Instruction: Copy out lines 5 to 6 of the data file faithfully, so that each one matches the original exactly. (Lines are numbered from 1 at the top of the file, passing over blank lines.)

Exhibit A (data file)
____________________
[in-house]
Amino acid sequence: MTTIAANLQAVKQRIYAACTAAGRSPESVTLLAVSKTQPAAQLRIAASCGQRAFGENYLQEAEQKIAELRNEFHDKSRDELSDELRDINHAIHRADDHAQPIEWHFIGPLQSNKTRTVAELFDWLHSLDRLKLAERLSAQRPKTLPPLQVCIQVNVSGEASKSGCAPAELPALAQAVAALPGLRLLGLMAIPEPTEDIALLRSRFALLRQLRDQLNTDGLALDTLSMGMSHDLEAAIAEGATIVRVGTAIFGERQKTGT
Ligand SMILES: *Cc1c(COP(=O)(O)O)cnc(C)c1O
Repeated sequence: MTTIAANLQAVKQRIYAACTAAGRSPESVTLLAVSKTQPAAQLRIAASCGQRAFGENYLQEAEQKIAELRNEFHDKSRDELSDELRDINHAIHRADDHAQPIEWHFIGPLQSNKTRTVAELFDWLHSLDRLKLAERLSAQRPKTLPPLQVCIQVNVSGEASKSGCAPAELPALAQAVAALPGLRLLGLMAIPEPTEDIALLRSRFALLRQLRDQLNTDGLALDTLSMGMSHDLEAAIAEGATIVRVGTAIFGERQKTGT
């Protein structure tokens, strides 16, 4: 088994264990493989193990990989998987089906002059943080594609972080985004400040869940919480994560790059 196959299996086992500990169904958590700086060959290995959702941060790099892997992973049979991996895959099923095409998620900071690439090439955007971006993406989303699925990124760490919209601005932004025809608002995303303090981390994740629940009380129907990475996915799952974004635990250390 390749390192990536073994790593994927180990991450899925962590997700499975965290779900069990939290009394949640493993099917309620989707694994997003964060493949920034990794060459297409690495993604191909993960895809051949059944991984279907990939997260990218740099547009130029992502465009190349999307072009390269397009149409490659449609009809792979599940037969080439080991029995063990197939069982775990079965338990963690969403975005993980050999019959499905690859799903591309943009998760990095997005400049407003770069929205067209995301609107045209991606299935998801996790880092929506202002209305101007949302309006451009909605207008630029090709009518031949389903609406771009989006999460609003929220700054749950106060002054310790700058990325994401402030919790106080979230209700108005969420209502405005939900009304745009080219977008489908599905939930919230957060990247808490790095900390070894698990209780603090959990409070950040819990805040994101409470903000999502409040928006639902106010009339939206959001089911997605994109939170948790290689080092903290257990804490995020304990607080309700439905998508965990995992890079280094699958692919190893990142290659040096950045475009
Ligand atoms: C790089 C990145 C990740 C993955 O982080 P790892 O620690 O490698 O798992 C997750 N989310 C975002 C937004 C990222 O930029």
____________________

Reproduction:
């Protein structure tokens, strides 16, 4: 088994264990493989193990990989998987089906002059943080594609972080985004400040869940919480994560790059 196959299996086992500990169904958590700086060959290995959702941060790099892997992973049979991996895959099923095409998620900071690439090439955007971006993406989303699925990124760490919209601005932004025809608002995303303090981390994740629940009380129907990475996915799952974004635990250390 390749390192990536073994790593994927180990991450899925962590997700499975965290779900069990939290009394949640493993099917309620989707694994997003964060493949920034990794060459297409690495993604191909993960895809051949059944991984279907990939997260990218740099547009130029992502465009190349999307072009390269397009149409490659449609009809792979599940037969080439080991029995063990197939069982775990079965338990963690969403975005993980050999019959499905690859799903591309943009998760990095997005400049407003770069929205067209995301609107045209991606299935998801996790880092929506202002209305101007949302309006451009909605207008630029090709009518031949389903609406771009989006999460609003929220700054749950106060002054310790700058990325994401402030919790106080979230209700108005969420209502405005939900009304745009080219977008489908599905939930919230957060990247808490790095900390070894698990209780603090959990409070950040819990805040994101409470903000999502409040928006639902106010009339939206959001089911997605994109939170948790290689080092903290257990804490995020304990607080309700439905998508965990995992890079280094699958692919190893990142290659040096950045475009
Ligand atoms: C790089 C990145 C990740 C993955 O982080 P790892 O620690 O490698 O798992 C997750 N989310 C975002 C937004 C990222 O930029």